• Aphids may buildup in the summer or fall – but no treatment is recommended because those leaves will be lost during the winter any way,
  • Flea beetles may be a problem at emergence, an insecticide seed treatment is an inexpensive method to avoid this, and
  • When planting, be sure to plant winter type canola that has a vernalization requirement so bolting and bloom does not occur until after the winter period.
  Research has shown over the years that canola in a wheat fallow rotation has benefits for breaking disease cycles and provides an opportunity to do weed control of grassy weeds. With higher prices and a less risky seeding window, we may continue to see canola acreage increase around the area. ~Mary K Corp & Don Wysocki

For more information on canola - check out this Extension publication: Canola Production Guide

Thursday, August 2, 2012

Wheat variety trials updates

Yield results from the OSU statewide variety trials continue to come in. Results from the Lexington site are now available at my Cereal Central website.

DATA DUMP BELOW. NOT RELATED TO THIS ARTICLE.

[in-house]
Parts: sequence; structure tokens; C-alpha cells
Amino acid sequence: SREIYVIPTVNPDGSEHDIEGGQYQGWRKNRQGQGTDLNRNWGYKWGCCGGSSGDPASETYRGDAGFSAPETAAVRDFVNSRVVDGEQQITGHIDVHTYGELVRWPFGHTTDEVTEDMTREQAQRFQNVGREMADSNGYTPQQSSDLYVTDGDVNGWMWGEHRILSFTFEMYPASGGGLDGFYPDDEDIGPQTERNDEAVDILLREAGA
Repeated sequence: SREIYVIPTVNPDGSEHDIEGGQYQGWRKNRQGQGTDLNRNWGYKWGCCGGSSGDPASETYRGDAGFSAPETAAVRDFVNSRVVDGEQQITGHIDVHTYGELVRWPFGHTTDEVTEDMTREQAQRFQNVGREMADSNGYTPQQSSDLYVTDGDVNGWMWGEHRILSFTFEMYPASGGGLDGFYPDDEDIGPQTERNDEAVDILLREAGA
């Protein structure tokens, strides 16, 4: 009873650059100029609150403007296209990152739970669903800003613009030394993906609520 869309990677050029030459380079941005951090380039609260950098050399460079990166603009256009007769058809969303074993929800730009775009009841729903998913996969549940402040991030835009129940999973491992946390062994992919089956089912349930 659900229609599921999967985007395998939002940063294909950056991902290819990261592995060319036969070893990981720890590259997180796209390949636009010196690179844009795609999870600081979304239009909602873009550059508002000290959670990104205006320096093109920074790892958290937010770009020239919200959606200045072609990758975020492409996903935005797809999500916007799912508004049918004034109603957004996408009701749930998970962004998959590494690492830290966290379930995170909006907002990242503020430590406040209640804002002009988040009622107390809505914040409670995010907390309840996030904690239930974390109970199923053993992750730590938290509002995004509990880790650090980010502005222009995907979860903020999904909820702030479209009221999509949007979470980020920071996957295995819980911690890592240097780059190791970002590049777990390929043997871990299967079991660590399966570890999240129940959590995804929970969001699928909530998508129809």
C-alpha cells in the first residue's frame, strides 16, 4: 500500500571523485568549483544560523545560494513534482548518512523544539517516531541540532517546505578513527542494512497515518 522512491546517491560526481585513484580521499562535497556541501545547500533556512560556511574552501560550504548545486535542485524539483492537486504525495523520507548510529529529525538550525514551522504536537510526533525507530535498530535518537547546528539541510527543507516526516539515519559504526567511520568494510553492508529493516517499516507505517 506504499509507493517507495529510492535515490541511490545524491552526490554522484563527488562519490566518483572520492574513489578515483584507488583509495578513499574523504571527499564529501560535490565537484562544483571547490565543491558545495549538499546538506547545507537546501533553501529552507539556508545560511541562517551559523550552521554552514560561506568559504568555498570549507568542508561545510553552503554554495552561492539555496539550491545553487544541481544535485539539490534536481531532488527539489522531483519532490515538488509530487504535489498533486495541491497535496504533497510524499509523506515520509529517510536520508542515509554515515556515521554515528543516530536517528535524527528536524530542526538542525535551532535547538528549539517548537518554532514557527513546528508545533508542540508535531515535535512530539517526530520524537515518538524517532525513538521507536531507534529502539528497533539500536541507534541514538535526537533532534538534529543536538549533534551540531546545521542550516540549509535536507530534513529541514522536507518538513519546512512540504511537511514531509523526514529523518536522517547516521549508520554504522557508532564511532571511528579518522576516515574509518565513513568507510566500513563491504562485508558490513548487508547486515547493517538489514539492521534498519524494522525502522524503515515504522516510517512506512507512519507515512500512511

As a clarification on last week's post, it appears that I misspoke and that indeed the trials at Hermiston did not include an insecticide in the seed treatment. If you are seeding early in the fall, I do recommend using an insecticide treatment on your seed.

The last couple of years we have seen an increase of aphid flights. With the increase of corn fields distributed widely throughout the irrigated acres in the region- we are likely to see continuing pressure from aphids which act as transmitters of Barley Yellow Dwarf Virus.